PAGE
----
State-owned Indian Oil Corp (IOC) on Tuesday said its proposed LPG import terminal at Puthuvypeen in Kochi, construction of which has witnessed violent protest, will help reduce backlog for cooking gas in Kerala.
IOC said the backlog of supplies in Kerala is 15 days and the new import facility was aimed at easing the same.
Also, the import terminal would minimise the movement of bulk LPG tankers through the highways in the state.
IOC moves bulk LPG from Mangalore to various LPG bottling plants in North Kerala through about 100 bullet trucks every day, which ply on narrow highways.
"A pipeline connecting the proposed LPG import terminal to Kochi Refineries and the LPG bottling plants at Udayamperoor, Palakkad, Coimbatore, Erode and Salem would go a long way in reducing congestion on the state highways," the company said in a statement.
Besides the import terminal, the Rs 2,200 crore project comprises a multi-user liquid terminal, the Kochi-Salem LPG pipeline and a bulk terminal at Palakkad. Out of this, about Rs 670 crore is only towards labour cost, it said.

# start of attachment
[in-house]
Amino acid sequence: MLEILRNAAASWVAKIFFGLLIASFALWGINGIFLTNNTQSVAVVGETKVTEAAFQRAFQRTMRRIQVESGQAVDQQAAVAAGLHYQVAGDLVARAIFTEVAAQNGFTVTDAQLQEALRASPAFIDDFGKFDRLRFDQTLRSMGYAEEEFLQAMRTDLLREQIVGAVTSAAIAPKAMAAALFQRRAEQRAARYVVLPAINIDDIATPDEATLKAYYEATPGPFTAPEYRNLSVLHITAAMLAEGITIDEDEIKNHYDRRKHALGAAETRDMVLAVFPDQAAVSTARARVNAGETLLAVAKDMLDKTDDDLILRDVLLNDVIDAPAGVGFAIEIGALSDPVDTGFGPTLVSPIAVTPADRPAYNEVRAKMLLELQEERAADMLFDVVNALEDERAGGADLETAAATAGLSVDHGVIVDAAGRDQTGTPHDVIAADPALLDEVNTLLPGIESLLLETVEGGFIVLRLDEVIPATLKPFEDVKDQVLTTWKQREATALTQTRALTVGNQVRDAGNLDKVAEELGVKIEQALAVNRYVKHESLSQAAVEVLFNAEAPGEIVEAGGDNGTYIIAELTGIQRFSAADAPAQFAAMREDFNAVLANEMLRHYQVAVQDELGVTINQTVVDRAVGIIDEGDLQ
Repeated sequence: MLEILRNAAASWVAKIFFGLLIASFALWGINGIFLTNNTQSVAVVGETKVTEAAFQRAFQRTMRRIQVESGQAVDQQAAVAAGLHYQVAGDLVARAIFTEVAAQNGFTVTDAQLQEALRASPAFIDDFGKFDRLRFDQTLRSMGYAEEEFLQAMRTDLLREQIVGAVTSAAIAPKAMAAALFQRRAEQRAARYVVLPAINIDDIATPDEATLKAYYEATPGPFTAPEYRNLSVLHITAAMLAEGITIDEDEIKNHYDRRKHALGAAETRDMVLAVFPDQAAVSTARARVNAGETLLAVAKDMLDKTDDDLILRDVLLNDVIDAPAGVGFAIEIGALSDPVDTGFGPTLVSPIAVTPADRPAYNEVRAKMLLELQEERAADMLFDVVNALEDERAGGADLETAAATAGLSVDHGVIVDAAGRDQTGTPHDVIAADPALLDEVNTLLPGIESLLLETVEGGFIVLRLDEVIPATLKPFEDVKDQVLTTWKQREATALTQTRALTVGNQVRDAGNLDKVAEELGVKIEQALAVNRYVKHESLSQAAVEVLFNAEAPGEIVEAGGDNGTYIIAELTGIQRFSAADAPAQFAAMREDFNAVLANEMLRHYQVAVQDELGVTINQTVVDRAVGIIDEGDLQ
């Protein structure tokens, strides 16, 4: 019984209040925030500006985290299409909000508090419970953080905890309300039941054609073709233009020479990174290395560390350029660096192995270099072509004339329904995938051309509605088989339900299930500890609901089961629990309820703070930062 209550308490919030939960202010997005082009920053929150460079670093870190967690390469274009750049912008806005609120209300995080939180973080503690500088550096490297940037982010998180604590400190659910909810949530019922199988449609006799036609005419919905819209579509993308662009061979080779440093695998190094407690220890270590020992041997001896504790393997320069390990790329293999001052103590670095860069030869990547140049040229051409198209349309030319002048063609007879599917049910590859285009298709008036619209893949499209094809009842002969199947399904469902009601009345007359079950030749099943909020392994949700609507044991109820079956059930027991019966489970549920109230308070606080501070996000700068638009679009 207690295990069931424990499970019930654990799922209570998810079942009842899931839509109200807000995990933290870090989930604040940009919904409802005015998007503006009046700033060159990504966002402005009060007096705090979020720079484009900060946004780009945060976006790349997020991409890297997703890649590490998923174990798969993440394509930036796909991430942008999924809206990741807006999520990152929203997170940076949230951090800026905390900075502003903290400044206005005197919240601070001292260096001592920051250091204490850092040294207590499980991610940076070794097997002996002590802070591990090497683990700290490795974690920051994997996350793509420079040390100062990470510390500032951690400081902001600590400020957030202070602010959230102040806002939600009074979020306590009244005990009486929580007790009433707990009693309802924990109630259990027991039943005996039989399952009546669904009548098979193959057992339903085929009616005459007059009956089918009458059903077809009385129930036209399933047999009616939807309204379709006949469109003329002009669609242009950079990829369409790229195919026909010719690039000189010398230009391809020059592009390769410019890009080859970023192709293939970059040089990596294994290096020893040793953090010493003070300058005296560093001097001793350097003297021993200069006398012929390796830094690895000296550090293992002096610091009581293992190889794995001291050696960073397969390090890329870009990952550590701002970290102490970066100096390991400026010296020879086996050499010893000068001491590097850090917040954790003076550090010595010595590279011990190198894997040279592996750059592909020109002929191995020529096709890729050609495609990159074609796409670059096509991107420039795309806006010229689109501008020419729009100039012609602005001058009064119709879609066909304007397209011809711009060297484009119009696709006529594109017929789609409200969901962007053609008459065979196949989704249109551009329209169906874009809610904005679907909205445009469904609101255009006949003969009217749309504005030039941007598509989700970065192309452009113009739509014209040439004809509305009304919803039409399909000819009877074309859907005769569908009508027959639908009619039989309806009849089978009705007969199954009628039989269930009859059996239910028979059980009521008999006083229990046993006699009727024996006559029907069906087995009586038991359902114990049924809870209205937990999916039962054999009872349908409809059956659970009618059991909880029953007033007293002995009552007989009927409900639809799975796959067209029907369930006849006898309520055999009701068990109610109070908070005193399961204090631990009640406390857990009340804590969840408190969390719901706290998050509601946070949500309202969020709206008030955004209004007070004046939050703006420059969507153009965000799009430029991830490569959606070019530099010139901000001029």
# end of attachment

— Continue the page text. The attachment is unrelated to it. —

IOC said the National Green Tribunal (NGT) had in August 2016 permitted the company to continue with the work.
However, a small group of people have been obstructing the work since February 16.
"The NGT, vide its order of April 13, 2017, has reconfirmed its August 2016 order permitting IOC to continue with the work. The High Court of Kerala too had permitted IOC last year to carry out the work 24x7," the statement said.
The company said during the NGT hearing on April 13 this year, the agitators had committed to the Tribunal not to obstruct work.
"IOC has been suffering a loss of close to Rs one crore per day since the obstruction of work from February 16, 2017," it said.
The nation's largest oil firm said the project not only has all the necessary approvals in place but is designed to conform to global standards of safety.
Stating that its team has been engaging with all the stake-holders on safety measures, IOC said the terminal will store LPG in mounded vessels, which are considered the safest in the industry worldwide.
These vessels are made of 45-mm thick boiler quality steel plates and will be buried deep in the sand, surrounded by a 1.25-metre thick reinforced concrete wall.
Also, the terminal is being equipped with automatic fire-protection systems and is being constructed in the Special Economic Zone notified by the Central Government in 2006 for the specific purpose of setting up industries.
"The coastal stretch of the project is only 690 metres and hence will not disturb any of the fishing activities," the statement said.